Regular readers of this blog might know that I’m not the world’s biggest fan of “The Family Circus,” the longtime newspaper comic strip — panel, actually — that presented the adventures of a typical American suburban family haunted by the ghosts of dead grandparents and phantoms called “Not Me” and “Ida Know.”
But today, in the wake of the passing of Bil Keane, creator of the comics page fixture, respect must be paid.
Keane started the cartoon in February 1960, according to the Associated Press obit for the man, who died Tuesday at age 89 at his Arizona home.
Keane was part of a generation of artists, including the creators of “Beetle Bailey” and “Hi and Lois,” who turned the mid-20th century American experience — family life, child-raising, the foibles of work (and in Beetle’s case, the peacetime military) into five-days-a-week chuckles.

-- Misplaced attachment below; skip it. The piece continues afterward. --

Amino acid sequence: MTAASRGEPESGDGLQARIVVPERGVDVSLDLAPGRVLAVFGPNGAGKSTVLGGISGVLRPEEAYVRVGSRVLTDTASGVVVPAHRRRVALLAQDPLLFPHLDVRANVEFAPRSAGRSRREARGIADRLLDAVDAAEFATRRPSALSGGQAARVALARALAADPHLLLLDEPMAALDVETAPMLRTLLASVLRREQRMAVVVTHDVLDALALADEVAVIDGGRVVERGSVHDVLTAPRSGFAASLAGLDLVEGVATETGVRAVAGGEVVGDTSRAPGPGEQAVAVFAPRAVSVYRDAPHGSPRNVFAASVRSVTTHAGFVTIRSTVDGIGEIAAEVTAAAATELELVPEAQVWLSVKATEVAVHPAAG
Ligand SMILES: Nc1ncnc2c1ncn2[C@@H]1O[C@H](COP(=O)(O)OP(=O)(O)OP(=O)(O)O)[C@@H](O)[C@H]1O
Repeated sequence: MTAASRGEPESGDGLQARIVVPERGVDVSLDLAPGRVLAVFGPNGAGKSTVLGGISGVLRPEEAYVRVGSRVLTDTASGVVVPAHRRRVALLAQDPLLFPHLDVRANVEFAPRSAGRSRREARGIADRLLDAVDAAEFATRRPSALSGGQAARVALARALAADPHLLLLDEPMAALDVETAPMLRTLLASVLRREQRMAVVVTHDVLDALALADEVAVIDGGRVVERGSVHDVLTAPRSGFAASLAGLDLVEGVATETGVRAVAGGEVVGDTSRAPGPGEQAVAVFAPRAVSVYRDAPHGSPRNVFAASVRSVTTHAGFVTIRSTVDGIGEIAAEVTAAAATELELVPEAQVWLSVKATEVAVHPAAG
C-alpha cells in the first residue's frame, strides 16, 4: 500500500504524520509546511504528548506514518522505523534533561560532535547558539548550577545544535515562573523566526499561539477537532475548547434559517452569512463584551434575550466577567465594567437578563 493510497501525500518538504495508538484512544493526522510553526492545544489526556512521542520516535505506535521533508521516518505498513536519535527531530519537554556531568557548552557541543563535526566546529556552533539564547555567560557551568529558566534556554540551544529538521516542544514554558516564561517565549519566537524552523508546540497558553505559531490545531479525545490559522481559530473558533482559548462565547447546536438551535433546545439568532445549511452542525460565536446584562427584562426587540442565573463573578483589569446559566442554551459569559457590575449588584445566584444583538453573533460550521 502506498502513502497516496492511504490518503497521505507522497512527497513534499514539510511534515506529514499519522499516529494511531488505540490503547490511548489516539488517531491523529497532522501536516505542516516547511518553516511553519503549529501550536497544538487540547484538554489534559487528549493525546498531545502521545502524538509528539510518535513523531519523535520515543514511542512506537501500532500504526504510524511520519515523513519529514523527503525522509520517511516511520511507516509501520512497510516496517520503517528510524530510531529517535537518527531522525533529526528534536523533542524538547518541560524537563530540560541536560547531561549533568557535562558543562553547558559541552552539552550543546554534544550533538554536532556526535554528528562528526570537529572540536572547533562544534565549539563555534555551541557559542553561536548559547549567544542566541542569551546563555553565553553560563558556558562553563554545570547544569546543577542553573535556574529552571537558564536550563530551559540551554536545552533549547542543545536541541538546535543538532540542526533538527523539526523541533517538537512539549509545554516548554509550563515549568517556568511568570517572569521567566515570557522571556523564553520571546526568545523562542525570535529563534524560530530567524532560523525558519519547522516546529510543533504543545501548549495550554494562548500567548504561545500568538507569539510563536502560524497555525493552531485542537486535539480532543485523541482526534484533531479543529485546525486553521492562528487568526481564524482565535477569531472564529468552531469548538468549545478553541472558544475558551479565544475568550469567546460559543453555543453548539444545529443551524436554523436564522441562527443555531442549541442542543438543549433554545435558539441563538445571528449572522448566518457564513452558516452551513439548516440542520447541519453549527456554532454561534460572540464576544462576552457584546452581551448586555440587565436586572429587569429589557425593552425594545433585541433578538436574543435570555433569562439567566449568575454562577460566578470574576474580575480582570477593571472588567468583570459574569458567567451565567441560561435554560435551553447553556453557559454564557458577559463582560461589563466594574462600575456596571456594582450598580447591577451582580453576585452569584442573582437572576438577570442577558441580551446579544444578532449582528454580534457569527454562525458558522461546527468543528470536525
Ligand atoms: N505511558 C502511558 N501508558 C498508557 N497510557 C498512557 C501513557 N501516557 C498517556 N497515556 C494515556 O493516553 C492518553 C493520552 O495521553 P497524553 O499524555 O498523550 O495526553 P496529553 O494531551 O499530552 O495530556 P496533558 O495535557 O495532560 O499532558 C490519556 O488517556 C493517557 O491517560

As much as I love “Calvin and Hobbes” and “The Far Side,” the creators of those beloved strips couldn’t touch Keane for longevity. Although Keane had in recent years passed the strip along to his son, Jeff — immortalized as Jeffy — Keane cranked out the daily panel for decades.
Somewhere tonight, Barfy and Sam are missing their master, although Jeff Keane can probably be assured that his father will still be hanging around, in spectral form, looking over his shoulder with an amused expression, as long as the panel appears.